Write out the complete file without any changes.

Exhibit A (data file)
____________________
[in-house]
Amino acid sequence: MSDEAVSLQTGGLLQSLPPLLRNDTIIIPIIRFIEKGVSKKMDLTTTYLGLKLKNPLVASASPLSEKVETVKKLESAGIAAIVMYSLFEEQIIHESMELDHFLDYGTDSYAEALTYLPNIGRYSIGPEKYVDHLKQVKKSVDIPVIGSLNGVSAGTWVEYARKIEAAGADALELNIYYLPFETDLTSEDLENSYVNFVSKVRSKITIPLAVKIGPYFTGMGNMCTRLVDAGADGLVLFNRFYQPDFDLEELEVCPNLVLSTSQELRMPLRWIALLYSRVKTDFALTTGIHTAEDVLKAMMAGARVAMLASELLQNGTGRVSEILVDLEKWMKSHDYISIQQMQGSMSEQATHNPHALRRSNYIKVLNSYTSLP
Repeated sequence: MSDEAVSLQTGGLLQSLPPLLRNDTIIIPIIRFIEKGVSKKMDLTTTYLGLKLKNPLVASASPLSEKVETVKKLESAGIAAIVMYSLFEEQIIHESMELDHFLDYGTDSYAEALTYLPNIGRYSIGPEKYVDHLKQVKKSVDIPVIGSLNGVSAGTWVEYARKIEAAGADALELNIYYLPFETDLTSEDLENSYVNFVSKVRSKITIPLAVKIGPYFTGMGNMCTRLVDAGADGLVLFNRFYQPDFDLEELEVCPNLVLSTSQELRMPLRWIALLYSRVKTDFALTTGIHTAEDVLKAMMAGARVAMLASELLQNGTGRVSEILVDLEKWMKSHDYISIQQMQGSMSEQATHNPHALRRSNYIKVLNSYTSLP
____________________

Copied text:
[in-house]
Amino acid sequence: MSDEAVSLQTGGLLQSLPPLLRNDTIIIPIIRFIEKGVSKKMDLTTTYLGLKLKNPLVASASPLSEKVETVKKLESAGIAAIVMYSLFEEQIIHESMELDHFLDYGTDSYAEALTYLPNIGRYSIGPEKYVDHLKQVKKSVDIPVIGSLNGVSAGTWVEYARKIEAAGADALELNIYYLPFETDLTSEDLENSYVNFVSKVRSKITIPLAVKIGPYFTGMGNMCTRLVDAGADGLVLFNRFYQPDFDLEELEVCPNLVLSTSQELRMPLRWIALLYSRVKTDFALTTGIHTAEDVLKAMMAGARVAMLASELLQNGTGRVSEILVDLEKWMKSHDYISIQQMQGSMSEQATHNPHALRRSNYIKVLNSYTSLP
Repeated sequence: MSDEAVSLQTGGLLQSLPPLLRNDTIIIPIIRFIEKGVSKKMDLTTTYLGLKLKNPLVASASPLSEKVETVKKLESAGIAAIVMYSLFEEQIIHESMELDHFLDYGTDSYAEALTYLPNIGRYSIGPEKYVDHLKQVKKSVDIPVIGSLNGVSAGTWVEYARKIEAAGADALELNIYYLPFETDLTSEDLENSYVNFVSKVRSKITIPLAVKIGPYFTGMGNMCTRLVDAGADGLVLFNRFYQPDFDLEELEVCPNLVLSTSQELRMPLRWIALLYSRVKTDFALTTGIHTAEDVLKAMMAGARVAMLASELLQNGTGRVSEILVDLEKWMKSHDYISIQQMQGSMSEQATHNPHALRRSNYIKVLNSYTSLP